Occupy Our Homes: From the Streets to Foreclosed Homes, OWS Finds a New Frontier
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What's going to happen is "satellite mini-occupy sites around the country so heroic battles can be fought and won on the local level, but can also connect to a much bigger theme," says Stephen Lerner, a veteran organizer with SEIU who has been helping to plan Occupy Our Homes. Beyond the individual efforts, Lerner notes that there's a policy proposal floating around that's connected to these actions, too: the idea of " principal reduction" — or in layman's terms, reconfiguring mortgages to be commensurate with the noninflated, actual value of a property (rather than the inflated "bubble" price).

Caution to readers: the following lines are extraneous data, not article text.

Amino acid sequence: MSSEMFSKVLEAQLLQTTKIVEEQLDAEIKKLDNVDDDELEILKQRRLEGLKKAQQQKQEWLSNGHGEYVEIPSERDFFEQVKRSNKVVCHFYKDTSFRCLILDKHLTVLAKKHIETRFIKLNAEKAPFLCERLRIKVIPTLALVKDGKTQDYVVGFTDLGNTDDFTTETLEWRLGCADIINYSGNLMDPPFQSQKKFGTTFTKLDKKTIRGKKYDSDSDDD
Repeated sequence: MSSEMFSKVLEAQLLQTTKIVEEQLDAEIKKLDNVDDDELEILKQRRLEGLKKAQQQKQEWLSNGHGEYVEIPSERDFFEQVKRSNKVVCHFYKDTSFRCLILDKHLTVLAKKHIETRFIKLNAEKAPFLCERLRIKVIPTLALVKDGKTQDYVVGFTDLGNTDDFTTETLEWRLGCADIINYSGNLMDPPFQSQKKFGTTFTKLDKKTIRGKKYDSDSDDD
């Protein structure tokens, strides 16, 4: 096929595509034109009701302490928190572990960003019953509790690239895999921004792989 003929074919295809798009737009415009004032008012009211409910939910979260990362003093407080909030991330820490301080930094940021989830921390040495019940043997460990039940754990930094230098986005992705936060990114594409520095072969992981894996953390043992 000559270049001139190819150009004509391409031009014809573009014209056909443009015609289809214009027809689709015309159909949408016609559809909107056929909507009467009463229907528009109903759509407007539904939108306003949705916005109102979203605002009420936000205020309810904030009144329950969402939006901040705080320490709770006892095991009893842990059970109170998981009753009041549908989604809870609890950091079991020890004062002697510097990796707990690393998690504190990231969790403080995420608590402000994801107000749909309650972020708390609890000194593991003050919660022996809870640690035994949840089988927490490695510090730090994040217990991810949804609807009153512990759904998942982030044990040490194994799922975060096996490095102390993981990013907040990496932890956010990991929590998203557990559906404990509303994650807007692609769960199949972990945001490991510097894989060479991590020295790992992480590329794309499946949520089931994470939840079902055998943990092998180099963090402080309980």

"This is about how to make Wall Street pay, not in terms of retribution but in terms of actually fixing the economy," he says. "It's not enough to say we should stop individuals from losing homes, but we also must fix the housing bubble: these unfair, illegal, cheating mortgages which are terrible for economy and terrible for people."
The specific goals and targets of these occupations, the issues they highlight, and the solutions proposed, as well as the interfacing with the communities hardest hit by the recession and the policies of the 1 percent, are incredible rejoinders to the mainstream critiques of OWS – its alleged purposelessness, its failure to interface with communities of color and on the margins.
Sarah Seltzer is an associate editor at AlterNet, a staff writer at RH Reality Check, and a freelance writer based in New York City. Her work has been published in Jezebel.com and on the websites of The Nation, the Christian Science Monitor, and the Wall Street Journal. Find her at sarahmseltzer.com.